Mythologies and Panics: Twentieth Century Constructions of Child Prostitution

Brown, A. (2004) Mythologies and Panics: Twentieth Century Constructions of Child Prostitution. Children & Society, 18 (5). pp. 344-354. ISSN 0951-0605 DOI https://doi.org/10.1002/CHI.808

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Abstract

This paper examines twentieth century social constructions of child prostitutes and child prostitution, the origins of these representations and the extent to which they have been used as metaphors for other perceived social, economic and political problems. It is important to recognise that these children have been sexually abused and that discourses that have portrayed them as either assertive and blameworthy seducers or as abducted and coerced innocents are constructed myths which detracted from recognition of the actual problems these children have faced.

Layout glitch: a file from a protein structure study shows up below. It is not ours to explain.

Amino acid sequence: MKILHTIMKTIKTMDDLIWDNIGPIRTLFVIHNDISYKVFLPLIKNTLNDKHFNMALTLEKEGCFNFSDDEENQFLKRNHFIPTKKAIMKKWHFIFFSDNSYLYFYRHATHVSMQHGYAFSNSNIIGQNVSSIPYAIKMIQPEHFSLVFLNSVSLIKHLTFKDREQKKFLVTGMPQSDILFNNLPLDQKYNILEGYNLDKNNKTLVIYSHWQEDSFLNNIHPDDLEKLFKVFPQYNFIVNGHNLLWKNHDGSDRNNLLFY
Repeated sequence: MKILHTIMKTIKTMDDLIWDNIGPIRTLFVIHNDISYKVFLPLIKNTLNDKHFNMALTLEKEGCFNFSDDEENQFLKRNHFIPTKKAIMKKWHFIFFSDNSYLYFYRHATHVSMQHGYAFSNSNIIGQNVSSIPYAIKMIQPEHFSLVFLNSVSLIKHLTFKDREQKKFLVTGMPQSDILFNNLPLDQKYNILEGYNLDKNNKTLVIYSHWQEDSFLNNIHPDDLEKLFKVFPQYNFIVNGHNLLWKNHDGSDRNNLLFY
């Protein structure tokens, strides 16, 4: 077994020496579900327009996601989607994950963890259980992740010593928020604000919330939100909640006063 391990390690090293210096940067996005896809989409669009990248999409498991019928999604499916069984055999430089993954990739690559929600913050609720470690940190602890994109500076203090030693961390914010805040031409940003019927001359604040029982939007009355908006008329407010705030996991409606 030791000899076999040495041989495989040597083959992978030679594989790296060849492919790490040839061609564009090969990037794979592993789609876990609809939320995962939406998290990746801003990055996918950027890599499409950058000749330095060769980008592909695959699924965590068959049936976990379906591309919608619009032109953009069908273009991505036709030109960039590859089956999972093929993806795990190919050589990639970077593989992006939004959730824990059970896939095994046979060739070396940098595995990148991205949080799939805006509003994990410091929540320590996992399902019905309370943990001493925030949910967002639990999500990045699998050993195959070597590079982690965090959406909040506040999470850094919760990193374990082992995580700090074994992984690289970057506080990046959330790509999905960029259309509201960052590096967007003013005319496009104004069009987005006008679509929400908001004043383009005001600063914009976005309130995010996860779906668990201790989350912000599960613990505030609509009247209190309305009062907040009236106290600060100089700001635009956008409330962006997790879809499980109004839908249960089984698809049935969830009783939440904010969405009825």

Item Type: Article
Subjects: B Philosophy. Psychology. Religion > BJ Ethics
D History General and Old World > D History (General)
Divisions: History
Date Deposited: 16 Nov 2010 14:52
URI: http://repository.edgehill.ac.uk/id/eprint/1374

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